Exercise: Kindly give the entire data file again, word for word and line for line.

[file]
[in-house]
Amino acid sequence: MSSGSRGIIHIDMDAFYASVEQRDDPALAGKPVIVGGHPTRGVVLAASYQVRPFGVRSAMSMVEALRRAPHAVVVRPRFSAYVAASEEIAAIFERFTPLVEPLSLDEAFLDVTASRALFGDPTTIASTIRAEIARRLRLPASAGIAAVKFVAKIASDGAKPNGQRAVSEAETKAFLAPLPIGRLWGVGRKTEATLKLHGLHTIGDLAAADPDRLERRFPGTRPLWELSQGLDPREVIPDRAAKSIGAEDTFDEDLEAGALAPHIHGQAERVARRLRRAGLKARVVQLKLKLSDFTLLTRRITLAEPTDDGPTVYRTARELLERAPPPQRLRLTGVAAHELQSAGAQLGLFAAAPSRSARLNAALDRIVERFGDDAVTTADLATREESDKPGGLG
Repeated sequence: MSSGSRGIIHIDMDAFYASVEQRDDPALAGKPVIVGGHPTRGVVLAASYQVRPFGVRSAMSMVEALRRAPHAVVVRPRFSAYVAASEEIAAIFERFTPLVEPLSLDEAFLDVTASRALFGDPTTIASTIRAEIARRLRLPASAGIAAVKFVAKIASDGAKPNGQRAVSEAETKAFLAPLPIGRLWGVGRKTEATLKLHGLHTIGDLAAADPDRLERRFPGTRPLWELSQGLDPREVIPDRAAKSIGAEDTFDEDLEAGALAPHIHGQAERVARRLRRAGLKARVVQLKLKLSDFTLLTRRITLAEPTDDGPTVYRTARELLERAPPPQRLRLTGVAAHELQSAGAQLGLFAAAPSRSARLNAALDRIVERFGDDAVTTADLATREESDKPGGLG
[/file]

[in-house]
Amino acid sequence: MSSGSRGIIHIDMDAFYASVEQRDDPALAGKPVIVGGHPTRGVVLAASYQVRPFGVRSAMSMVEALRRAPHAVVVRPRFSAYVAASEEIAAIFERFTPLVEPLSLDEAFLDVTASRALFGDPTTIASTIRAEIARRLRLPASAGIAAVKFVAKIASDGAKPNGQRAVSEAETKAFLAPLPIGRLWGVGRKTEATLKLHGLHTIGDLAAADPDRLERRFPGTRPLWELSQGLDPREVIPDRAAKSIGAEDTFDEDLEAGALAPHIHGQAERVARRLRRAGLKARVVQLKLKLSDFTLLTRRITLAEPTDDGPTVYRTARELLERAPPPQRLRLTGVAAHELQSAGAQLGLFAAAPSRSARLNAALDRIVERFGDDAVTTADLATREESDKPGGLG
Repeated sequence: MSSGSRGIIHIDMDAFYASVEQRDDPALAGKPVIVGGHPTRGVVLAASYQVRPFGVRSAMSMVEALRRAPHAVVVRPRFSAYVAASEEIAAIFERFTPLVEPLSLDEAFLDVTASRALFGDPTTIASTIRAEIARRLRLPASAGIAAVKFVAKIASDGAKPNGQRAVSEAETKAFLAPLPIGRLWGVGRKTEATLKLHGLHTIGDLAAADPDRLERRFPGTRPLWELSQGLDPREVIPDRAAKSIGAEDTFDEDLEAGALAPHIHGQAERVARRLRRAGLKARVVQLKLKLSDFTLLTRRITLAEPTDDGPTVYRTARELLERAPPPQRLRLTGVAAHELQSAGAQLGLFAAAPSRSARLNAALDRIVERFGDDAVTTADLATREESDKPGGLG